Mentions: Western blot analysis using the ICD antibody showed a prominent band at 65 kDa (Fig. 4A, arrowhead), which is much smaller than expected for the full length protein (> 300 kDa). The specificity was confirmed by competition with the ICD peptide which completely abrogates detection of this band (not shown). However, 65 kDa is larger than we would expect for the teneurin-1 ICD, because an N-terminal fragment containing the amino acids up to the transmembrane domain (ICD construct) migrates at 45 kDa [21]. Therefore, this fragment may still contain the transmembrane domain. Such an N-terminal fragment would be expected to occur after ectodomain shedding (Fig. 4C, cleavage 1). The full-length protein was barely detectable (Fig. 4A, arrow), indicating that ectodomain shedding may take place constitutively. The faint bands observed below the 65 kDa band (Fig. 4A, asterisks) at approximately 50 and 35 kDa might be the released ICD generated after the second cleavage (Fig. 4C, cleavage 2), which occurs only in a specific subset of cells. These data suggest that proteolytic processing of the full-length protein takes place in vivo, resulting in N-terminal fragments. When the same extracts were analyzed using an antibody detecting the ECD (Fig. 4B), a faint band > 250 kDa (arrow) and a stronger band around 250 kDa (arrowhead) are observed. Since the predicted molecular weight of full-length teneurins is more than 300 kDa, the upper band may represent the full-length protein, and the lower band could correspond to the ECD after shedding, which has a predicted molecular weight of 245 kDa (Fig. 4C). The smear above these bands can be explained by glycosylation of the extracellular part of the protein [7]. The band at 150 kDa (Fig. 4B, asterisk) could be a further cleaved extracellular fragment of teneurin-1. In Figure 4C the postulated cleavage sites and the resulting fragments are summarized. Note that the molecular weights are either calculated based on the amino sequences or based on observations (shown in parentheses). The ICD has a higher apparent molecular weight than predicted, therefore we expect the same to be the case for the 65 kDa N-terminal fragment, for which the predicted molecular weight would only be 56 kDa (Fig. 4C).


Teneurin-1 is expressed in interconnected regions of the developing brain and is processed in vivo.

Kenzelmann D, Chiquet-Ehrismann R, Leachman NT, Tucker RP - BMC Dev. Biol. (2008)

Teneurin-1 appears to be processed in the developing chicken brain. Western blot analysis of embryonic chicken brain lysates. Detection of endogenous teneurin-1 using anti-ICD (A) and anti-ECD antibodies (B). The numbers to the left indicate the positions of molecular weight standards. The anti-ICD detects a prominent N-terminal fragment at 65 kDa (arrowhead), which is much smaller than expected for the full-length protein (arrow), suggesting proteolytic processing. In contrast, using the anti-ECD antibody results in detection of the full-length protein (arrow) and a large C-terminal fragment (arrowhead). Asterisks label additional processing products (see text for details). Postulated cleavage sites and calculated molecular weights of processing products (C). Postulated cleavage sites: 1 = ectodomain shedding, 2 = intramembrane cleavage releasing the ICD. The sizes indicated are predicted from the amino acid sequence; known apparent molecular weights are shown in parentheses (see text for details). The calculated molecular weights are approximate, as the exact cleavage sites are not known.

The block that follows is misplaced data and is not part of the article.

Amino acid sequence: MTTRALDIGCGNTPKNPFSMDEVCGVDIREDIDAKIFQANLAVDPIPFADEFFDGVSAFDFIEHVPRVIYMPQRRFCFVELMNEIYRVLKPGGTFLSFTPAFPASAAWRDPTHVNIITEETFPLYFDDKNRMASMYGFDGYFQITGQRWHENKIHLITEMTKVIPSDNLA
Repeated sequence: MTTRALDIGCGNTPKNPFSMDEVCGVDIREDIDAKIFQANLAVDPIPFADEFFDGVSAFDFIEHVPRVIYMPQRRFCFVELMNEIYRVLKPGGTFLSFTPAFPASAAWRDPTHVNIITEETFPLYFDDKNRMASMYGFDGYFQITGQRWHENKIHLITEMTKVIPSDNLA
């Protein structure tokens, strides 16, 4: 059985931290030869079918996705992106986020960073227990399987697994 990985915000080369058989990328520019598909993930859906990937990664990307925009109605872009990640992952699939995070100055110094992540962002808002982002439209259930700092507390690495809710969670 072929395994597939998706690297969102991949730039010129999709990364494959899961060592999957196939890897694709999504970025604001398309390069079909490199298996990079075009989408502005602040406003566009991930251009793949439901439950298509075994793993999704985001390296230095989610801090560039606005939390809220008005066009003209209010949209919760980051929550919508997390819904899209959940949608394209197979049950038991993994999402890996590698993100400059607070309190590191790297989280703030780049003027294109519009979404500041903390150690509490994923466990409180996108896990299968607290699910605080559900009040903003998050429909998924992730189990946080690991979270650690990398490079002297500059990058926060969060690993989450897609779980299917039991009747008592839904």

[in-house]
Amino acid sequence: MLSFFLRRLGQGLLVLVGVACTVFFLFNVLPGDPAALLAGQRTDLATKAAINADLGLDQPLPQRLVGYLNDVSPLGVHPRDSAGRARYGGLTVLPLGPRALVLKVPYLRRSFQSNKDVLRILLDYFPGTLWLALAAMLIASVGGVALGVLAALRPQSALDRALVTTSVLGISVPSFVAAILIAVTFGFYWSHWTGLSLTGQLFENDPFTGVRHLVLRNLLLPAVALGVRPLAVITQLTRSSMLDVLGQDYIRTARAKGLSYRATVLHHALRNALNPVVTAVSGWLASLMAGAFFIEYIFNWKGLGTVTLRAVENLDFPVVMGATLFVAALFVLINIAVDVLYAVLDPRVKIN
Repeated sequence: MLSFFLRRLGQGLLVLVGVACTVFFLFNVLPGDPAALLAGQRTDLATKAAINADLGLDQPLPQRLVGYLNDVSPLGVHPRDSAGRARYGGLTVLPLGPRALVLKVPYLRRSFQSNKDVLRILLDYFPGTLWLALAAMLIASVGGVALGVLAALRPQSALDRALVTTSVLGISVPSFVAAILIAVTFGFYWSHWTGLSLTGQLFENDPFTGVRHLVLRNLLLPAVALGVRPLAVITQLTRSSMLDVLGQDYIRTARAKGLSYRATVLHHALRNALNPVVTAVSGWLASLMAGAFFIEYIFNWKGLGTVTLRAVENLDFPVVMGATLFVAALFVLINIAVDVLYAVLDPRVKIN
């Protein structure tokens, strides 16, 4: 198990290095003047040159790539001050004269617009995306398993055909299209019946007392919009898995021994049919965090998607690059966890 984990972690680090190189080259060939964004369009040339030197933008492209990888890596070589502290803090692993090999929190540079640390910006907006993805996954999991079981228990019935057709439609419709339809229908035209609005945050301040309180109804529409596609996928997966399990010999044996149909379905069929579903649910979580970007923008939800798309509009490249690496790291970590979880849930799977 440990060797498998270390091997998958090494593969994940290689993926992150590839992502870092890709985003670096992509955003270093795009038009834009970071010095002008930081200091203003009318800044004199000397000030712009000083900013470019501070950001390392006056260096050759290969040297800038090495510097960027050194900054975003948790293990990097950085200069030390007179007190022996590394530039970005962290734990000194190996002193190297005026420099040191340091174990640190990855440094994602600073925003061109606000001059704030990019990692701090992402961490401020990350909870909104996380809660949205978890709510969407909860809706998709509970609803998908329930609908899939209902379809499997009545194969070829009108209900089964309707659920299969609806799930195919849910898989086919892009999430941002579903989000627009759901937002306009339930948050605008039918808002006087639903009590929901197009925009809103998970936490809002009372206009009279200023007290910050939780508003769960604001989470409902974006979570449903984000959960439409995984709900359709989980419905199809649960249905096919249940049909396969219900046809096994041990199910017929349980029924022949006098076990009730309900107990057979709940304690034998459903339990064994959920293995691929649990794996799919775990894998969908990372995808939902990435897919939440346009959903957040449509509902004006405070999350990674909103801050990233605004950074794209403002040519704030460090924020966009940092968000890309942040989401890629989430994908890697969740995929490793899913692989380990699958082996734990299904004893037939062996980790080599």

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Related In: Results  -  Collection

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Figure 4: Teneurin-1 appears to be processed in the developing chicken brain. Western blot analysis of embryonic chicken brain lysates. Detection of endogenous teneurin-1 using anti-ICD (A) and anti-ECD antibodies (B). The numbers to the left indicate the positions of molecular weight standards. The anti-ICD detects a prominent N-terminal fragment at 65 kDa (arrowhead), which is much smaller than expected for the full-length protein (arrow), suggesting proteolytic processing. In contrast, using the anti-ECD antibody results in detection of the full-length protein (arrow) and a large C-terminal fragment (arrowhead). Asterisks label additional processing products (see text for details). Postulated cleavage sites and calculated molecular weights of processing products (C). Postulated cleavage sites: 1 = ectodomain shedding, 2 = intramembrane cleavage releasing the ICD. The sizes indicated are predicted from the amino acid sequence; known apparent molecular weights are shown in parentheses (see text for details). The calculated molecular weights are approximate, as the exact cleavage sites are not known.